The TORPA II study demonstrated functional changes, such as enhancement of contrast sensitivity and visual acuity, and anatomical improvements, such as reduction in drusen volume and central drusen thickness, after PBM in patients with dry AMD [128].

6.2. RPE Cell Transplantation

Unlike for early AMD and wet AMD, no appropriate treatment exists for GA. However, cell-based therapy has recently been used to treat vision loss in late AMD, especially GA. Cell transplants might be used as a rescue or replacement therapy. Rescue therapy may preserve the function of dying tissue and also restore the function of dying cells. Replacement therapy involves the replacement of dead or dying cells with normal cells for restoring the function of a tissue or organ.
Several clinical trials of RPE transplantation for late AMD have demonstrated that improvement in visual function depends on the severity of the damage before RPE cell transplantation. The subsequent sections summarize current clinical trials of RPE transplantation.

6.2.1. RPE Transplantation for Choroidal Neovascularization in AMD

Tezel et al. transplanted allogeneic RPE sheets obtained from cadavers after removing CNV lesions at the subfovea in AMD patients [129]. The patients received RPE cells from different cadavers, and no significant recovery in best-corrected visual acuity and contrast sensitivity was observed. Binder et al. transplanted RPE cells by subretinal injection of autologous RPE suspension after CNV excision at the subfovea in a prospective controlled trial [130]. One year after surgery, the best-corrected visual acuity and reading speed improved. Lu et al. also transplanted autologous RPE sheets in AMD patients after CNV excision [131] and reported recovery in best-corrected visual acuity. Kamao et al. and Nakagawa et al. transplanted autologous induced pluripotent stem cell-derived RPE sheets into the subretinal space in AMD patients after the surgical removal of subfoveal CNV [132][133][134]. Although the sheets were intact one year after surgery, no improvement was noted in the best-corrected visual acuity. Da Cruz et al. transplanted human embryonic stem cell-derived RPE in two AMD patients with subfoveal CNVs. One year after surgery, the best-corrected visual acuity and reading speed improved in only the patient with the least focal foveal atrophy [135]. Recently, the induced pluripotent stem cell (IPSc) based RPE is studied for transplantation [136][137][138]. It is expected to free from immune rejection, the most common adverse effects of transplantation, and showed well attached with AMD patients. However, their visual acuity was nearly unchanged [134].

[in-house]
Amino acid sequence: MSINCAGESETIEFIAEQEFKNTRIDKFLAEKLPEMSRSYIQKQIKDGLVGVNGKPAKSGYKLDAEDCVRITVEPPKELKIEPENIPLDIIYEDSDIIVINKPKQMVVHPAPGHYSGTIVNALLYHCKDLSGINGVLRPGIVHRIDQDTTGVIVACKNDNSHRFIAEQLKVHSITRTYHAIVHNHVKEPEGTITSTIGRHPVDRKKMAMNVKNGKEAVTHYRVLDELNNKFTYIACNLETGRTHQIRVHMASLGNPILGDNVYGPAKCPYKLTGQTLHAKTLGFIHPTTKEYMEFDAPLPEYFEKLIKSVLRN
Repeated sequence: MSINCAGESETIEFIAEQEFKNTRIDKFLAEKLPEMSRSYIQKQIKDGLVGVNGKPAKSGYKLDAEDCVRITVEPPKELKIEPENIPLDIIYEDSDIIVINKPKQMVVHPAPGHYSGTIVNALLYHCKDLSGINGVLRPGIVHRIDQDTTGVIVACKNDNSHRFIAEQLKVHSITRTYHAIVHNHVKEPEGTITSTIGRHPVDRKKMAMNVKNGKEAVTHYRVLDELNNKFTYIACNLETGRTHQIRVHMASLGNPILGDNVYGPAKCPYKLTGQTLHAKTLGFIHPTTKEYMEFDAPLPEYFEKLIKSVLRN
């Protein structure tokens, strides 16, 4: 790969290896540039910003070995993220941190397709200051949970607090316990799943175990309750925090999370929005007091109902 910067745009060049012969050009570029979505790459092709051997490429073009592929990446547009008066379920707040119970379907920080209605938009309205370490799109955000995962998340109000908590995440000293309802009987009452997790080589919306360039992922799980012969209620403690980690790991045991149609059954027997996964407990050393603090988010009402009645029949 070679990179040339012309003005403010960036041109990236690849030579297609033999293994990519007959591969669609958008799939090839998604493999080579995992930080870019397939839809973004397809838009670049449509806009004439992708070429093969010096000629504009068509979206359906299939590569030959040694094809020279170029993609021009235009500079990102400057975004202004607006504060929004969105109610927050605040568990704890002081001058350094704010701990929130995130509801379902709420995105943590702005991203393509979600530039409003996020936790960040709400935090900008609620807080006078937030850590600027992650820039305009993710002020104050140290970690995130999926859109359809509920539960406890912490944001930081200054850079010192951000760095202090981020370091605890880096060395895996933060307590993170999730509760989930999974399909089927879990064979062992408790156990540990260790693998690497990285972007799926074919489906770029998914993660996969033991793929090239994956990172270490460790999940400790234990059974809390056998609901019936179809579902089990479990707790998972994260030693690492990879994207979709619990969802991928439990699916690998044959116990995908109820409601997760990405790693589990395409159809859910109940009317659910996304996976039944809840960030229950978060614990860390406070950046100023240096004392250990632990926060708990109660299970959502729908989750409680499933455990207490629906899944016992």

6.2.2. RPE Transplantation for GA in AMD

Schwartz et al. transplanted embryonic stem cell-derived RPE suspensions in nine AMD patients with GA [139][140]. The improvement in best-corrected visual acuity was 14 letters in eight eyes. Kashani et al. transplanted human embryonic stem cell-derived RPE monolayer sheets (3.5 mm × 6.25 mm) into the GA lesions in five AMD patients [141]. Four of the five patients presented no improvement in vision. However, the vision of the remaining patient improved by 17 ETDRS letters.

7. Conclusions

Because AMD is a multifactorial disease with several pathways, a multifaceted intervention is required. Although the exact pathogenesis of AMD remains unknown, RPE dysfunction is a major contributor. Thus, several therapeutic strategies targeting RPE cells have been proposed. Among these, PBM is a promising noninvasive therapy to ameliorate oxidative stress, mitochondrial dysfunction, and complement dysfunction which are the main mechanisms of RPE dysfunction resulting in AMD. PBM can also remove drusen in AMD by activating RPE phagocytosis. Cell-based therapies involving transplantation of RPE sheets or cells are possible but will likely be beneficial only to patients with minimal photoreceptor atrophy in late AMD. Further research on the relationship between AMD pathogenesis and RPE dysfunction will identify other potential therapeutic targets.


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Subjects: Ophthalmology
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Entry Collection: Neurodegeneration
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Update Date: 24 Nov 2021